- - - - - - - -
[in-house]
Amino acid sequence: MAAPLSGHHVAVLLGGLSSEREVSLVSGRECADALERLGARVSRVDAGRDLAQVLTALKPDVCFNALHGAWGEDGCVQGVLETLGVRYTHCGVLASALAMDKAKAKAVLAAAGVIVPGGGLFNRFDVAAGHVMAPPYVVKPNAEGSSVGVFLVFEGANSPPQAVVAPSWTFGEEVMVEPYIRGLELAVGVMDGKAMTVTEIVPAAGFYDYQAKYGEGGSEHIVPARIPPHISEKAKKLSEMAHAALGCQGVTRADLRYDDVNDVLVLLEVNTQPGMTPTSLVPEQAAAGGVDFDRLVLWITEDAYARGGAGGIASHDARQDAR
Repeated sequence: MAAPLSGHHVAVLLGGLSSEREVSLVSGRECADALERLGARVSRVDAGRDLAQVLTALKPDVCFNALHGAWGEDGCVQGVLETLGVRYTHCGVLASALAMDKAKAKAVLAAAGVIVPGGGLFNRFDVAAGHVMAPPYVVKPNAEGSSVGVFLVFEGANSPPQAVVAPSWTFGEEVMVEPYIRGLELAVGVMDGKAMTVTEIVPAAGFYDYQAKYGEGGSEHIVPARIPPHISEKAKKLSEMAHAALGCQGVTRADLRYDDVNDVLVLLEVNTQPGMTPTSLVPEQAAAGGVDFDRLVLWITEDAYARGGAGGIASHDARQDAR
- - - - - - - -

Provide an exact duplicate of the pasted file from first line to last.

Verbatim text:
[in-house]
Amino acid sequence: MAAPLSGHHVAVLLGGLSSEREVSLVSGRECADALERLGARVSRVDAGRDLAQVLTALKPDVCFNALHGAWGEDGCVQGVLETLGVRYTHCGVLASALAMDKAKAKAVLAAAGVIVPGGGLFNRFDVAAGHVMAPPYVVKPNAEGSSVGVFLVFEGANSPPQAVVAPSWTFGEEVMVEPYIRGLELAVGVMDGKAMTVTEIVPAAGFYDYQAKYGEGGSEHIVPARIPPHISEKAKKLSEMAHAALGCQGVTRADLRYDDVNDVLVLLEVNTQPGMTPTSLVPEQAAAGGVDFDRLVLWITEDAYARGGAGGIASHDARQDAR
Repeated sequence: MAAPLSGHHVAVLLGGLSSEREVSLVSGRECADALERLGARVSRVDAGRDLAQVLTALKPDVCFNALHGAWGEDGCVQGVLETLGVRYTHCGVLASALAMDKAKAKAVLAAAGVIVPGGGLFNRFDVAAGHVMAPPYVVKPNAEGSSVGVFLVFEGANSPPQAVVAPSWTFGEEVMVEPYIRGLELAVGVMDGKAMTVTEIVPAAGFYDYQAKYGEGGSEHIVPARIPPHISEKAKKLSEMAHAALGCQGVTRADLRYDDVNDVLVLLEVNTQPGMTPTSLVPEQAAAGGVDFDRLVLWITEDAYARGGAGGIASHDARQDAR